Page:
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Checking the Box at the Big Box Store


I’ve worked on developing e-learning for 20 years. By chance, I recently had my worst fears confirmed about how much of it is delivered and absorbed. My new iWatch needed a special screen protector, so I went to a big box retailer, bought the best shield I could find, and discovered I had to wait 20 minutes to have it installed.
My service rep directed me to a small rectangular corner of the store with four simple office chairs each facing a computer screen mounted on the wall. I thought it was a thoughtful convenience for customers, until an employee wearing her company branded shirt sat down next to me, one cubicle over.
She turned on the computer in front of her and began to quickly click from screen to screen to screen. She knew how to work that mouse. This went on a few minutes; I wondered what sites she was visiting. I looked over and saw a short paragraph of text and what appeared to be multiple questions. She looked at the text, tapped her mouse, and kept that up ceaselessly as each new screen appeared.
I had to interrupt.
“Is that that a company course you’re taking?” I asked.
“Yes, it’s annual compliance training” she said. “I’m on break and I’ve got to get through this”.
I realize she had limited time and did not want to be distracted, but I just had to know. “Are you learning anything?” I asked.
“Well – all I know is I’ve got to get this done.” Her gaze stayed fixed on the screen through our brief conversation.

I didn’t want to intrude but my curiosity took over. “Last question, I promise,” I said. “What did your manager say to you about this course?”
“He said I have to get it done.”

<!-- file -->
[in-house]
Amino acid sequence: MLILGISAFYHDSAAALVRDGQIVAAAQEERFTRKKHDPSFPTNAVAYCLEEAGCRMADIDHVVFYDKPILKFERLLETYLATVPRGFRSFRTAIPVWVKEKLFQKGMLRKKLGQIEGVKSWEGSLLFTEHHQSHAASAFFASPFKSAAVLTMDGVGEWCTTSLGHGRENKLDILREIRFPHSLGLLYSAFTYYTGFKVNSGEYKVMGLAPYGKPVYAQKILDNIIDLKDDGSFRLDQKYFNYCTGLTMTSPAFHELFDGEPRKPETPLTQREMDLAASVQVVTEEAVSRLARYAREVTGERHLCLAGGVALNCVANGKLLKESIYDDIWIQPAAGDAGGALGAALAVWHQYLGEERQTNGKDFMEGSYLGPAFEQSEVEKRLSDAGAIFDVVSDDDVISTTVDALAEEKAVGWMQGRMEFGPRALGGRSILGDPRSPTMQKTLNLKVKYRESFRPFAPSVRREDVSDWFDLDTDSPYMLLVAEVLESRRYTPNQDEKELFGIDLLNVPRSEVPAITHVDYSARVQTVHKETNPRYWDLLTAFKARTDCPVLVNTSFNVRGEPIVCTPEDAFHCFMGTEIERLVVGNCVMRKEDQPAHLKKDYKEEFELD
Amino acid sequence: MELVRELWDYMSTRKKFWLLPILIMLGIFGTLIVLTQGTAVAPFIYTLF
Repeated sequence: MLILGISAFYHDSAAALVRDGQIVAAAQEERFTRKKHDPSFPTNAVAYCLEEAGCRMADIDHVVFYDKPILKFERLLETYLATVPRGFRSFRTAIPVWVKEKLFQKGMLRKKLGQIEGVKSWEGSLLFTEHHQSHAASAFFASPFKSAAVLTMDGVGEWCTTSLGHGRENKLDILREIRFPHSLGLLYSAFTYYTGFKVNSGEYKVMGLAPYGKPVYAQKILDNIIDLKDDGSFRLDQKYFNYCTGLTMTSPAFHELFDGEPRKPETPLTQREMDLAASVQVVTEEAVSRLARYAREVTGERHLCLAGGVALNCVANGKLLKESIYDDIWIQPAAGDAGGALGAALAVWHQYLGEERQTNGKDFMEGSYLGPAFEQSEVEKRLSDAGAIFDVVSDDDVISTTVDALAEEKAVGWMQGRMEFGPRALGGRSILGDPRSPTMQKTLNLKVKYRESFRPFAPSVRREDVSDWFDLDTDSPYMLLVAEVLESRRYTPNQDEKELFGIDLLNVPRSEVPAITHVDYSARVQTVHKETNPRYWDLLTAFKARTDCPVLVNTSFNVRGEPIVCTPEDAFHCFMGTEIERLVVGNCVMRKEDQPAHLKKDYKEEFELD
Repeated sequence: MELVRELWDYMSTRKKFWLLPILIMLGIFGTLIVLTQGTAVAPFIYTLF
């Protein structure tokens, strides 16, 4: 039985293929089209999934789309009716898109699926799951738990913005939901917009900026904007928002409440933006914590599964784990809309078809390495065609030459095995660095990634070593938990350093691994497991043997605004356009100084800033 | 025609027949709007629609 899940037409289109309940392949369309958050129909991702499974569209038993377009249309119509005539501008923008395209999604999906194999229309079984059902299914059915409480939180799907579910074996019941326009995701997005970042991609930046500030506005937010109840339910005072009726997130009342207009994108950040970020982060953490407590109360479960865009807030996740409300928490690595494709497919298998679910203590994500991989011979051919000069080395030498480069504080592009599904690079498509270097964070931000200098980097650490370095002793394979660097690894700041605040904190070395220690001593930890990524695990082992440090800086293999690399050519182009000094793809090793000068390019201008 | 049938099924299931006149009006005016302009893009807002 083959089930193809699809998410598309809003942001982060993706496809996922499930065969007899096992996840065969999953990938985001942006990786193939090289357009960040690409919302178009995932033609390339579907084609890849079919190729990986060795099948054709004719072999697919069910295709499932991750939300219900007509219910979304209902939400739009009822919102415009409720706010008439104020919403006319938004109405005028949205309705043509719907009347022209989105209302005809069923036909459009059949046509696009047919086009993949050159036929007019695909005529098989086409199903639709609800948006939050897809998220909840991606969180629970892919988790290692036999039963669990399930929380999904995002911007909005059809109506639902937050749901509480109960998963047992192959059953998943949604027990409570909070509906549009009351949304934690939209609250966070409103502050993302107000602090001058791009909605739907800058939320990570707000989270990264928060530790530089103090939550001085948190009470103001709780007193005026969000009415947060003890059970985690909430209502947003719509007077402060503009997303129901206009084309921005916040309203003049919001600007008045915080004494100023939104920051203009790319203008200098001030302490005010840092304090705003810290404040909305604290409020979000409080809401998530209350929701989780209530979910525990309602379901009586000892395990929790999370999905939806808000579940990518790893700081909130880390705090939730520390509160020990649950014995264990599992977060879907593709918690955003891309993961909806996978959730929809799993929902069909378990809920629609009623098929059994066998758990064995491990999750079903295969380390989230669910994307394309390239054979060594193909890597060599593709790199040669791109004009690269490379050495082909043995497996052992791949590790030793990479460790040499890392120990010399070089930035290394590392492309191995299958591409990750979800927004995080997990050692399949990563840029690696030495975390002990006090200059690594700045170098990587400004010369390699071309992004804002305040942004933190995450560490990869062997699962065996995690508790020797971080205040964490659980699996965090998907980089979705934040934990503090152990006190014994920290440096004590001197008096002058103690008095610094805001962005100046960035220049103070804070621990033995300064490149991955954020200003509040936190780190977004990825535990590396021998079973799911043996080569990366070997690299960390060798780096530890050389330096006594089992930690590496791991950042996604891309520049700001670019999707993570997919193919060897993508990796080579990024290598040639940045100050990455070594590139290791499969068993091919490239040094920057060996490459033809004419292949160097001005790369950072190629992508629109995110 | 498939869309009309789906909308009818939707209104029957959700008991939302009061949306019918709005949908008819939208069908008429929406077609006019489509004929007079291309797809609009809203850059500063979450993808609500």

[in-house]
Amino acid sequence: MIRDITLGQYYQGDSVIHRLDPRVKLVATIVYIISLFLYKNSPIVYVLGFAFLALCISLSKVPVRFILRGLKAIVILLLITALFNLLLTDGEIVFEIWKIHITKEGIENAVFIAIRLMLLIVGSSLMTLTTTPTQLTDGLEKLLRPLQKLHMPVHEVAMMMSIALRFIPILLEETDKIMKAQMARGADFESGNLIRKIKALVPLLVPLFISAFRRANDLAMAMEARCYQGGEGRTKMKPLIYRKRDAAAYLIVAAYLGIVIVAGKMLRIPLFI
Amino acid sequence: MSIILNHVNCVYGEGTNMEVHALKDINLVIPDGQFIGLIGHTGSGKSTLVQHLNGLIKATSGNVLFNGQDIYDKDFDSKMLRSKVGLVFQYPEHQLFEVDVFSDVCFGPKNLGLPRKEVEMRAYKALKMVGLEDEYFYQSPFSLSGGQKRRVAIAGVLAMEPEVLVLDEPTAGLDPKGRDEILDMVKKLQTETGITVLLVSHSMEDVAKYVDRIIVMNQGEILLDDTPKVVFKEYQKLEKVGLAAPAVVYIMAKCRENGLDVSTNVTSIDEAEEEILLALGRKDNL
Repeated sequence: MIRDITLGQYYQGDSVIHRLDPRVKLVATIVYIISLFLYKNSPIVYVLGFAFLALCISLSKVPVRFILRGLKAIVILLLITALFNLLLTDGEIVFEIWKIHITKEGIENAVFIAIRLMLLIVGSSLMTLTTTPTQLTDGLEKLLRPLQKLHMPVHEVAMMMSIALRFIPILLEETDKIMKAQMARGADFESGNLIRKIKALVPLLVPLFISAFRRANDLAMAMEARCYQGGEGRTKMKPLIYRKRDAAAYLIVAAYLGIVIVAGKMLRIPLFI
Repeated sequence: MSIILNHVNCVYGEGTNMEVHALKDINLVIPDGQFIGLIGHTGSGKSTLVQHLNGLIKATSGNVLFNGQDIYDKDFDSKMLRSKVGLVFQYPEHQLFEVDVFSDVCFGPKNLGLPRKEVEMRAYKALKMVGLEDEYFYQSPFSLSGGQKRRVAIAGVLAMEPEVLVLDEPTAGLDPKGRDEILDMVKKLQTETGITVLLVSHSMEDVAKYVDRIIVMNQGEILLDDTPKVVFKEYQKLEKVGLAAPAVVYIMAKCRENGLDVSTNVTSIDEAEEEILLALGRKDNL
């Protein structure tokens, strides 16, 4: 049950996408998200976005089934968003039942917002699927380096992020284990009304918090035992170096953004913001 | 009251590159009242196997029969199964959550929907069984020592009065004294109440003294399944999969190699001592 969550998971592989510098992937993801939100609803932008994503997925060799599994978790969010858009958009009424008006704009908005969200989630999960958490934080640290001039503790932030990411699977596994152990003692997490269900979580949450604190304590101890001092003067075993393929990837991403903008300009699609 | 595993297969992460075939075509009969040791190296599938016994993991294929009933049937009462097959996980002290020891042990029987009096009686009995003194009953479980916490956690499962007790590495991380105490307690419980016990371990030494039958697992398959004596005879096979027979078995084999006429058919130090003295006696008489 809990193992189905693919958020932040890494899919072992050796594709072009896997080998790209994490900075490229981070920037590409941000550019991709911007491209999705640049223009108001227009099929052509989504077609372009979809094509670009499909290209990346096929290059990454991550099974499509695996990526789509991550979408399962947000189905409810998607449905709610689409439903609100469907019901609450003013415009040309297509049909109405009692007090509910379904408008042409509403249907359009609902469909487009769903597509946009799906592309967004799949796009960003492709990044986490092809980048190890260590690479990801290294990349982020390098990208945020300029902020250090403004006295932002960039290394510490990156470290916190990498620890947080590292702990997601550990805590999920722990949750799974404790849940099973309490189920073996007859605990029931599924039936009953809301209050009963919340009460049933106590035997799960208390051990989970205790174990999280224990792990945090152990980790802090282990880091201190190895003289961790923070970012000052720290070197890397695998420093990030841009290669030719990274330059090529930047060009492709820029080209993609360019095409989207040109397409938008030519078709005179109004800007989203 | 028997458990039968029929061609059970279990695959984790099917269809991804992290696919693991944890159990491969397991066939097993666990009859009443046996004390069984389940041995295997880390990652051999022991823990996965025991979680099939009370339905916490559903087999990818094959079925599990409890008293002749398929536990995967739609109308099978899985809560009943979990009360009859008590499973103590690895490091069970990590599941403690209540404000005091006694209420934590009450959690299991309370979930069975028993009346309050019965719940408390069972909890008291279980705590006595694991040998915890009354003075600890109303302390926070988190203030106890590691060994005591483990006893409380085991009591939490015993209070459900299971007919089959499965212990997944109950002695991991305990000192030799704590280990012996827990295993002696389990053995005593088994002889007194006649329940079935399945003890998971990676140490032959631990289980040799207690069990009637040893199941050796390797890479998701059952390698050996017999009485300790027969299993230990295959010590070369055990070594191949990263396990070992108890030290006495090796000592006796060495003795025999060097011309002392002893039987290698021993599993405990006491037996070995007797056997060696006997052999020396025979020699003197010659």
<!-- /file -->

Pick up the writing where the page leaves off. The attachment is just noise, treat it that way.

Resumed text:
“Did he say anything else?” I asked.
“He said it’s interesting.”
She returned to her screen resuming her click by click cadence. And I kept quiet until I got my watch back a few minutes later.
I believe what I saw is the essence of check-the-box training. Her employer released a course (which I’m sure contained accurate, important information), said everyone had to take it, and set a deadline.

“Well – all I know is I’ve got to get this done.” Her gaze stayed fixed on the screen through our brief conversation.

That is exactly what this employee did. She met the deadline. And her employer could say she had received and completed required programming.
But what’s that worth? Did she understand key concepts? Could she apply learning content to her daily work? Would she remember what she had learned beyond the close of business that day? I have no idea—and doubt the answer is yes because research has shown that learning retention and application in the workplace has more to do with the employer’s commitment to what is being taught, the design of the program, engaged leaders communicating the significance of key points regularly, and providing on the job links to real world application.

When workplace misbehavior can cause irreparable reputational harm and create risks for co-workers and the public, using technology to document delivery of information without real regard to understanding key lessons and driving ongoing behavioral change is a waste of organizational assets and a gross misunderstanding of what effective learning and prudent risk management are all about.
To see lasting results, you need to provide online learning along with leadership commitment, communication and reinforcement – the same as other important initiatives. No organization simply provides check-the-box training for processes that are business necessities—sales, manufacturing, billing. Compliance standards and workplace behavior should not be any different.

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